Tuesday, February 5, 2013

Man or Mouse?



The family snake has not been eating again. He is the pet that the kids promised 'to take care of forever' that has basically become another responsibility for me.  Ball pythons, the most peaceful, gentle, and small of the python family make excellent pets. Cecil has a good disposition. Except for one fault, which is common to his breed: he is picky when it comes to food.

Many of the 'rat series' of blog posts were because the rats he didn't eat seemed lonely. I promised 'never to feed them to snake again', and they began to breed. It was wonderful seeing new life. And knowing that our snake liked mice and not rats, for rats are highly intelligent. When Mama Rat began to bite, she was adopted along with the rest of the litter to a rescue place instead of a pet store.

Well the mice had babies. These were the ones I had promised 'never to feed to snake' because they had been in with him too many times.  And just when I was starting to wonder when to wean, she had another litter. The pregnancies were 'back to back'.

I found an incredible resource in this website: http://www.thefunmouse.com/info/breeding2.cfm

Here are some interesting facts about the life cycle of mice that are vastly different from ours:

  • Mice wean at 28 days, although a second litter may be born at 20 days.
  • This last week is important because this is when mom 'socializes' the pups.
  • At 29 days, the mice are 'fertile' and you might have a population explosion on your hands.
  • The size of a litter can be anywhere from 9 to 25 pups.
  • Pups are sized as 'normal', 'runt' and 'peanut'. The 'peanut' will never make it to adulthood.
  • Mother mice 'cull' their babies as a survival instinct. She kills them with her teeth and you will find parts of them all over the cage, and hear the little ones scream as she 'culls' them.
  • She kills them if her 'mouse reasons' thinks they will not survive and does not wish them to suffer long term. (for example, if there are more pups than milk)
  • Father mouse can impregnate mom in less than one second.
  • A male mouse, if left in the cage at the time of birth, will take advantage of the 'post-partum estrus' and impregnate mom the minute the pups are born, leading to back-to-back pregancy.
  • Breeders say this is not good for mom's health or the pups.
  • Mother mice must be left alone with the newborns for 48 hours, so don't peek, or she will feel threatened and kill the entire litter.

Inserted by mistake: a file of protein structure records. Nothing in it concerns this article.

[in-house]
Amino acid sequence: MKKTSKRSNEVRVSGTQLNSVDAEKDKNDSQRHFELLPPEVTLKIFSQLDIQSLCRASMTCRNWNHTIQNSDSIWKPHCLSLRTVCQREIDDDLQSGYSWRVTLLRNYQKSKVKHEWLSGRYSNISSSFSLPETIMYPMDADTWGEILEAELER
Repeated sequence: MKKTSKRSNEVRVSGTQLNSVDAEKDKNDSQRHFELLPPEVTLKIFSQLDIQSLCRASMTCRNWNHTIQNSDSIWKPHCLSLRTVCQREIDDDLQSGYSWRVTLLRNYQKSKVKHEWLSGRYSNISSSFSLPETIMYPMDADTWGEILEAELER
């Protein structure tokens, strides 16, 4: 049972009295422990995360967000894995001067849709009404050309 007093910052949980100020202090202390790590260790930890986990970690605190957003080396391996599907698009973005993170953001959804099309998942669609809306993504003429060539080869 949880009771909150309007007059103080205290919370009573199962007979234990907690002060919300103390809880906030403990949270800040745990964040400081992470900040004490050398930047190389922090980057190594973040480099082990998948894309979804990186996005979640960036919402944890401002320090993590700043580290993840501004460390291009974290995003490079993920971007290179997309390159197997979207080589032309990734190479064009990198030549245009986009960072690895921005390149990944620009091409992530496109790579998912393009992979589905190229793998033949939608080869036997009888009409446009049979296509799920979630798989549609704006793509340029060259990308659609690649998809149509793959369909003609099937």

• Male mice cannot share a cage. They fight. To the death. It takes less than one second for a 'buck' to kill.
  • A newborn pup will have a heart rate in the 200's.
  • An adult mouse will have a heart rate in the 600's and a respiratory rate of 200 breaths per minute. (ed - human pulse is 70 and respiratory rate 20)
  • Mice are picked up by the base of the tail. If a mouse is holding on, it has a good grip. Don't pull hard because then the skin will come off the tail. 
  • Pet shop mice are not to be bred in captivity because a good breeder starts with 'good stock' and breeds for 'temperament' as well as 'attractiveness'.
  • Contrary to popular belief, 'bucks' are good parents. I watched him help with the litter. The 'bucks' are actually MORE attentive than a female 'nanny' mouse.
  • This is only if the pups are 'his'. Bucks have a little 'clock' in their head, and 'know' when conception was, and if the 'kid is not my son'. 
I felt so guilty! I had no idea any of this was possible. I enjoy taking care of animals, and I was surprised at how little I knew about mice!

Conversely, if you have an infestation in the home, better act on it quick. If those 25 babies hit day 29 of life, 20 days later your house will be overrun with mice!

The lifespan of a mouse is about six months, but in captivity a wild mouse can live about five years. A breeder mouse only two to three. That is the power of natural selection.

The 'buck' is out of the cage, before the second litter was born. Mom is busy 'hiding' the new ones and 'socializing' the older ones. Because they are poor candidates for adoption (not socialized and also pet shop stock) they will be given to my local pet shop. And I shall do this promptly with all of the other mice that Cecil does not eat.

I am so thankful for the lesson in joy and in humility I learned from this family of mice.

Namaste,

Reiki Doc

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